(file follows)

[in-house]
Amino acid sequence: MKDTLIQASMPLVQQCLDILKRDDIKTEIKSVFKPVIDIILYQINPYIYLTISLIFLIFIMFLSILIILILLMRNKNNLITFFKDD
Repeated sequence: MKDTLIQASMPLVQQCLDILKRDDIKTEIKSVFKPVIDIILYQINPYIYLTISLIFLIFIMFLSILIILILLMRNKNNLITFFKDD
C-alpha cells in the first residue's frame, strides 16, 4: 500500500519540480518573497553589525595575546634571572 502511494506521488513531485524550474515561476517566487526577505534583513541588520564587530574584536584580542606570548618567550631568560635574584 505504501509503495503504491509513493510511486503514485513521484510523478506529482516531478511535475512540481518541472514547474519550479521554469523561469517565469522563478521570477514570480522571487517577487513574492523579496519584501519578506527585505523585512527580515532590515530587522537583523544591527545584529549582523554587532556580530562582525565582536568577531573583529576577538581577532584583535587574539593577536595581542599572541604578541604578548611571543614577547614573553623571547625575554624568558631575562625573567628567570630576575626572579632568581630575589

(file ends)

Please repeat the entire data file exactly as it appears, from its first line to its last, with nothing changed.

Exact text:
[in-house]
Amino acid sequence: MKDTLIQASMPLVQQCLDILKRDDIKTEIKSVFKPVIDIILYQINPYIYLTISLIFLIFIMFLSILIILILLMRNKNNLITFFKDD
Repeated sequence: MKDTLIQASMPLVQQCLDILKRDDIKTEIKSVFKPVIDIILYQINPYIYLTISLIFLIFIMFLSILIILILLMRNKNNLITFFKDD
C-alpha cells in the first residue's frame, strides 16, 4: 500500500519540480518573497553589525595575546634571572 502511494506521488513531485524550474515561476517566487526577505534583513541588520564587530574584536584580542606570548618567550631568560635574584 505504501509503495503504491509513493510511486503514485513521484510523478506529482516531478511535475512540481518541472514547474519550479521554469523561469517565469522563478521570477514570480522571487517577487513574492523579496519584501519578506527585505523585512527580515532590515530587522537583523544591527545584529549582523554587532556580530562582525565582536568577531573583529576577538581577532584583535587574539593577536595581542599572541604578541604578548611571543614577547614573553623571547625575554624568558631575562625573567628567570630576575626572579632568581630575589